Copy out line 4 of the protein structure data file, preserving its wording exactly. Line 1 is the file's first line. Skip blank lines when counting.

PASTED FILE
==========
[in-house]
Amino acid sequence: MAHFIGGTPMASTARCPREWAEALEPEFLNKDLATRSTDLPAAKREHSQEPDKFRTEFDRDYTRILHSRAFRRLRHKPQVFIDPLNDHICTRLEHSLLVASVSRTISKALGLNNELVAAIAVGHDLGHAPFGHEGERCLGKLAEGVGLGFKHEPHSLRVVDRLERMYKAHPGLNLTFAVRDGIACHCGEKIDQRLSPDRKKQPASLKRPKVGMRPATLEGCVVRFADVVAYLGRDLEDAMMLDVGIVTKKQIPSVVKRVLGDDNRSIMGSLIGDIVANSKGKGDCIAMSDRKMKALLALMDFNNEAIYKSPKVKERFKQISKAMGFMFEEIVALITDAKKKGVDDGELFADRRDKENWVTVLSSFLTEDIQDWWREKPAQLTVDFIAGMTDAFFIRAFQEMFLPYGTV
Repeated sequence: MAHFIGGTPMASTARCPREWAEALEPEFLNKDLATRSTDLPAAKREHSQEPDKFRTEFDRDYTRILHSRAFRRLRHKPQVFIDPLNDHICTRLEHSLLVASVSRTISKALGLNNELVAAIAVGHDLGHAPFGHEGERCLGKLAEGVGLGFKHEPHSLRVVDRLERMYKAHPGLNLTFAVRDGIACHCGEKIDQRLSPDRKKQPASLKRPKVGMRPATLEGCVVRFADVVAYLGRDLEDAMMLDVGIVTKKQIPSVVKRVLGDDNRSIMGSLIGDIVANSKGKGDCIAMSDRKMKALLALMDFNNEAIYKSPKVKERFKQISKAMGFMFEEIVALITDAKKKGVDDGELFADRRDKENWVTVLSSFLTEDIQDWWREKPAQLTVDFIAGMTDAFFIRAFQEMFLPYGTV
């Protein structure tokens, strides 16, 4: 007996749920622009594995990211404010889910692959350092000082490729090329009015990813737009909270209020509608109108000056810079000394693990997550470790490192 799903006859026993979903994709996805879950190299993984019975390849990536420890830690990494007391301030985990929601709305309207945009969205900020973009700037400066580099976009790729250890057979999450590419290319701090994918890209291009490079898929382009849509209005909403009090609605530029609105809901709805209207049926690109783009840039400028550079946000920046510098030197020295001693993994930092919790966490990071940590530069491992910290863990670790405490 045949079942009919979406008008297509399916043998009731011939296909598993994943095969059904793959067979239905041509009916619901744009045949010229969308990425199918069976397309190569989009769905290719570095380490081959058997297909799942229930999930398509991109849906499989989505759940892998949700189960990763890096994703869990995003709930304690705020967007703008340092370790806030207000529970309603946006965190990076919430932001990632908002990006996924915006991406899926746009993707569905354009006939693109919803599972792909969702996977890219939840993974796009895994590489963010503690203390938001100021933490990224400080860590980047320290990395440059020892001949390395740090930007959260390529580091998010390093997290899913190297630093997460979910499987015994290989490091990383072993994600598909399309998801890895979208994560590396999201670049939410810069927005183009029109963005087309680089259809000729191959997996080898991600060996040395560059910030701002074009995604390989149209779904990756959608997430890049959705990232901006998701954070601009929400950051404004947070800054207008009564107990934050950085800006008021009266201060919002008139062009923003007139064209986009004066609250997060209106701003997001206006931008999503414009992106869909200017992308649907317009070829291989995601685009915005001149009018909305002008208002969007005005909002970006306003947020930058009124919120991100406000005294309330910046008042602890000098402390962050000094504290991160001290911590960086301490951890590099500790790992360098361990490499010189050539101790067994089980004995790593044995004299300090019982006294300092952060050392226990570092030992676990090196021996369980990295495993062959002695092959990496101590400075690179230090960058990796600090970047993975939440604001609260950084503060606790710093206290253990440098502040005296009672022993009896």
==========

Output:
């Protein structure tokens, strides 16, 4: 007996749920622009594995990211404010889910692959350092000082490729090329009015990813737009909270209020509608109108000056810079000394693990997550470790490192 799903006859026993979903994709996805879950190299993984019975390849990536420890830690990494007391301030985990929601709305309207945009969205900020973009700037400066580099976009790729250890057979999450590419290319701090994918890209291009490079898929382009849509209005909403009090609605530029609105809901709805209207049926690109783009840039400028550079946000920046510098030197020295001693993994930092919790966490990071940590530069491992910290863990670790405490 045949079942009919979406008008297509399916043998009731011939296909598993994943095969059904793959067979239905041509009916619901744009045949010229969308990425199918069976397309190569989009769905290719570095380490081959058997297909799942229930999930398509991109849906499989989505759940892998949700189960990763890096994703869990995003709930304690705020967007703008340092370790806030207000529970309603946006965190990076919430932001990632908002990006996924915006991406899926746009993707569905354009006939693109919803599972792909969702996977890219939840993974796009895994590489963010503690203390938001100021933490990224400080860590980047320290990395440059020892001949390395740090930007959260390529580091998010390093997290899913190297630093997460979910499987015994290989490091990383072993994600598909399309998801890895979208994560590396999201670049939410810069927005183009029109963005087309680089259809000729191959997996080898991600060996040395560059910030701002074009995604390989149209779904990756959608997430890049959705990232901006998701954070601009929400950051404004947070800054207008009564107990934050950085800006008021009266201060919002008139062009923003007139064209986009004066609250997060209106701003997001206006931008999503414009992106869909200017992308649907317009070829291989995601685009915005001149009018909305002008208002969007005005909002970006306003947020930058009124919120991100406000005294309330910046008042602890000098402390962050000094504290991160001290911590960086301490951890590099500790790992360098361990490499010189050539101790067994089980004995790593044995004299300090019982006294300092952060050392226990570092030992676990090196021996369980990295495993062959002695092959990496101590400075690179230090960058990796600090970047993975939440604001609260950084503060606790710093206290253990440098502040005296009672022993009896």